Richard North, 23/05/2019  
 


In and amongst the welter of trivia, it has been a refreshing change to have our prime minister address issues relating to Brexit, which she did with her speech on Tuesday. And she was at it again yesterday, with her promised statement to parliament, delivered to an uncharacteristically empty chamber.

"If we are to deliver Brexit in this parliament", Mrs May said, "we will have to pass a withdrawal agreement Bill. We will not do so without holding votes on the issues that have divided us the most". "We can pretend otherwise and carry on arguing and getting nowhere", she continued, "but in the end our job in this House is to take decisions, not to duck them".

She would put those decisions to this House, she said, "because that is my duty and because it is the only way that we can deliver Brexit". Thus, she said: "Let us demonstrate what this House can achieve. Let us come together, honour the referendum, deliver what we promised the British people, and build a successful future for our whole country".

But it made no difference – nothing she could have said would have made a difference. Neither the Commons, nor the media – nor even the nation, it seems – wants to talk about Brexit any more (a situation that has prevailed for some time).

The only agenda in town, and certainly in the Westminster bubble, is how long Mrs May will last as prime minister. Speculation reached such a peak yesterday that some pundits were convinced that she was on the brink of resignation.

By late evening, with no resignation in sight, the money was on her doing the deed on Monday, once the Euro-election results are known. Even then, The Times reckons that she will announce her departure tomorrow, after meeting with the chairman of the 1922 Committee.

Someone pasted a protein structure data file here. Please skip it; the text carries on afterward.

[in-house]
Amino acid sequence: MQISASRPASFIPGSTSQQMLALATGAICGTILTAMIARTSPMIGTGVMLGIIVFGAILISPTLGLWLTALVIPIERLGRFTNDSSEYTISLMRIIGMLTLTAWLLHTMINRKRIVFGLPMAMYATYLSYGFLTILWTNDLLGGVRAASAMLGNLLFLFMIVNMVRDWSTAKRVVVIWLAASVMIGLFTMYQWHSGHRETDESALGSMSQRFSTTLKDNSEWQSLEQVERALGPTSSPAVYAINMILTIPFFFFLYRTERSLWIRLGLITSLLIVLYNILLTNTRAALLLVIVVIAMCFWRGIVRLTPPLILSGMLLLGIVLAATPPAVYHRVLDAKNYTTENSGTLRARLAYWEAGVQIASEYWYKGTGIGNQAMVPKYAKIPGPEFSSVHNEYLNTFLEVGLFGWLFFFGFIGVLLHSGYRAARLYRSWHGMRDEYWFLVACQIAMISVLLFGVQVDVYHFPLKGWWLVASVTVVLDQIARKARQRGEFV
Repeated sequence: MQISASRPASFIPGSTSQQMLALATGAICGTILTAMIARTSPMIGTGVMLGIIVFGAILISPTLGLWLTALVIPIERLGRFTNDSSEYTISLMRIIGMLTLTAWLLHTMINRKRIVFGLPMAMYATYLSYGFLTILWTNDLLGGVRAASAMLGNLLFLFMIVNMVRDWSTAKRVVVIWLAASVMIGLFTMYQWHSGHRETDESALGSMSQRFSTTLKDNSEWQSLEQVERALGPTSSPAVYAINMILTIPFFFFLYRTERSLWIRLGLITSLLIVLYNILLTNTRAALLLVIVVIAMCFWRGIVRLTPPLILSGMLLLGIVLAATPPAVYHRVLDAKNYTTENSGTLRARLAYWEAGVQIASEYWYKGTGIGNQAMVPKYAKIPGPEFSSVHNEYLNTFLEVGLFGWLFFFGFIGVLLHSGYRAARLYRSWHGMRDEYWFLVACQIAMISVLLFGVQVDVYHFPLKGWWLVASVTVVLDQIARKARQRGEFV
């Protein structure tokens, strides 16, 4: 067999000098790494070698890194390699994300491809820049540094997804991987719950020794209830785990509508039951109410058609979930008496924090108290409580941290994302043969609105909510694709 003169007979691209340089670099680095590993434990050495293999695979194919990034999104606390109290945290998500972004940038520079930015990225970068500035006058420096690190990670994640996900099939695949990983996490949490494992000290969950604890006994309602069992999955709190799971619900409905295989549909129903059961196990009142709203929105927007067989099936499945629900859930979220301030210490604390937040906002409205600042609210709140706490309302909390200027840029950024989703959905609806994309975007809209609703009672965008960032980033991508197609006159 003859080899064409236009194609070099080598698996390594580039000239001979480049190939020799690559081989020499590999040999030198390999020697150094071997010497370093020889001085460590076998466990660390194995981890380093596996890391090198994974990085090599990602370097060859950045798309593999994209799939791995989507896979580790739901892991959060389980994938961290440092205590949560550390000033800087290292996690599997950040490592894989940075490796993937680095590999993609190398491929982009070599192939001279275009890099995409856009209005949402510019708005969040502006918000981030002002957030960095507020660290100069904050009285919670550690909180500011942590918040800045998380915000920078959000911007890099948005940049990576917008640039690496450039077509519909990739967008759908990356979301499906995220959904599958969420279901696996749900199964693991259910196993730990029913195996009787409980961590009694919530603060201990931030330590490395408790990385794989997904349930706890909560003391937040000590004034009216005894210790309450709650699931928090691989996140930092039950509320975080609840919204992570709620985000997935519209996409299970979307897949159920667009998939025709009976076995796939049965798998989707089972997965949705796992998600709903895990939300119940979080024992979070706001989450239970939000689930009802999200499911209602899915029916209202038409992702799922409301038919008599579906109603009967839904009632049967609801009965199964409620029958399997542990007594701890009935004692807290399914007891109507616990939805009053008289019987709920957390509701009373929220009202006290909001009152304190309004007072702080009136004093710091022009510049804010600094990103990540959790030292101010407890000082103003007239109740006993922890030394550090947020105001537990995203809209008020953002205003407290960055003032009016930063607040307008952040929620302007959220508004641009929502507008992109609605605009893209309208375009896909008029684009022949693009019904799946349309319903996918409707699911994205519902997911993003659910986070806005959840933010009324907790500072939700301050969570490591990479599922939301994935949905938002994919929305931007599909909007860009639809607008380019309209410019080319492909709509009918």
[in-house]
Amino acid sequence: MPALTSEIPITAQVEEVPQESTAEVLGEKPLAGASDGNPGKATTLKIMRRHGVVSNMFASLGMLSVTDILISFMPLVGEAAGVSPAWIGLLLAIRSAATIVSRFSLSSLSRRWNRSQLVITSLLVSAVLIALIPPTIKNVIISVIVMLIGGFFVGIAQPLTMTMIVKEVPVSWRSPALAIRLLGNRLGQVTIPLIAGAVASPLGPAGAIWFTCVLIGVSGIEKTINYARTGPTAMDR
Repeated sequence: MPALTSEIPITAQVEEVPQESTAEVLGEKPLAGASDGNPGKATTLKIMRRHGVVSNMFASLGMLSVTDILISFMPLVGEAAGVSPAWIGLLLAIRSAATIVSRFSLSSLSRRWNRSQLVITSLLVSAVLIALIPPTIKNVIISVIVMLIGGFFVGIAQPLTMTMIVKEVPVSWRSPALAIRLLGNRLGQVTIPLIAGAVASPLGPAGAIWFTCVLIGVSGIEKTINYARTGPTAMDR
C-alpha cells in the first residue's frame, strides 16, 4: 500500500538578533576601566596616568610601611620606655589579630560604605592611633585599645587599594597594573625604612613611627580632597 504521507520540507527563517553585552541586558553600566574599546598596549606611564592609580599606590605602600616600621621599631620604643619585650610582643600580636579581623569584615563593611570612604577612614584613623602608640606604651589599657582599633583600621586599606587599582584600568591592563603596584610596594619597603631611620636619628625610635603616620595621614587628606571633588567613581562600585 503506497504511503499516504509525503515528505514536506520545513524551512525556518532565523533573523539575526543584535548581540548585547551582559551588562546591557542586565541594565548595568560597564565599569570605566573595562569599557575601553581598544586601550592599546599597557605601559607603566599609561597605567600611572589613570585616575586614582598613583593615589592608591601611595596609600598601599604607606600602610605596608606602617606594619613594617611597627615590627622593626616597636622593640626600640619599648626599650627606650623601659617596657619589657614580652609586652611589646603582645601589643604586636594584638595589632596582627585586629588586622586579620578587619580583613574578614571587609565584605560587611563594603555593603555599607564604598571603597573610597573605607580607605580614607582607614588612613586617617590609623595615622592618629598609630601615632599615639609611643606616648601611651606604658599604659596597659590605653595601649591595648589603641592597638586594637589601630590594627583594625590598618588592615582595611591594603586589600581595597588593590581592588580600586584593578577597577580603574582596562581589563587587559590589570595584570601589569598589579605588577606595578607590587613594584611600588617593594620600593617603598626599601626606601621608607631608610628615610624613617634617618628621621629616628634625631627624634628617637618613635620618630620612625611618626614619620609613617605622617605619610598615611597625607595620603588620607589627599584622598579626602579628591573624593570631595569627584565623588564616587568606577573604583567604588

And so this dreary charade plays out enlivened briefly by an intervention from Jean-Claude Juncker who has been speaking to CNN in an exclusive interview.

So often it is said that the spectator sees more of the game, and that insight seems to be the gift of the Commission president. "What I don't like in the British debate", he tells CNN, "is it seems more important to replace the Prime Minister than to find an agreement among themselves," adding that for the EU, it's not about the "identity of the next prime minister, it's about the Withdrawal Agreement".

This is the man, incidentally who, as the prime minister of Luxembourg in 2007, observed to his fellow national leaders in respect of eurozone economic policy: "We all know what to do, we just don't know how to get re-elected after we've done it".

Now, he talks admiringly about the determination of Mrs May, stating: "This is a woman who knows how to do things but she is unable to succeed in doing things." And in an interesting human aside, adds: "I like her very much, she is a tough person".

Tough or not, it is pretty clear to all that she is not going to succeed in getting parliament to ratify the Withdrawal Agreement. If that is going to happen – if at all, it's going to be under a different leader. But there are many other possibilities, entirely dependent on who next wears the crown, and how both parliament and the EU leaders react to the new UK prime minister.

For the moment, though, we don't even know the timescale. Theoretically, Mrs May can't be removed from office by her own party, and it might take a little while to change the rules – and even then the 1922 Committee has been reluctant to take the plunge.

The resignation of Andrea Leadsom might be a prelude to other members of the Cabinet walking out, but even that will not necessarily force the issue. If she was so minded, Mrs May could simply appoint replacements, using members of the House of Lords to fill the gaps, as needed.

Messy though that could be, it nevertheless means that Mrs May still has some leverage – which she could use to broker an orderly transition, when she meets Sir Graham Brady today. This could mean stretching out her tenure to the Tory conference at the end of September. Even if that calculus could change in a nanosecond, but the moment and for the next few minutes, and possibly a few more minutes after that, it remains an option.

At the other extreme, Mrs May could be gone before the day is out and the Party might allow the "men in grey suits" to anoint a new leader, to avoid a time consuming and uncertain selection process. But that would require all but one of the leadership contenders voluntarily to stand down, leaving only one candidate on the slate. Bluntly, I really don't see that happening.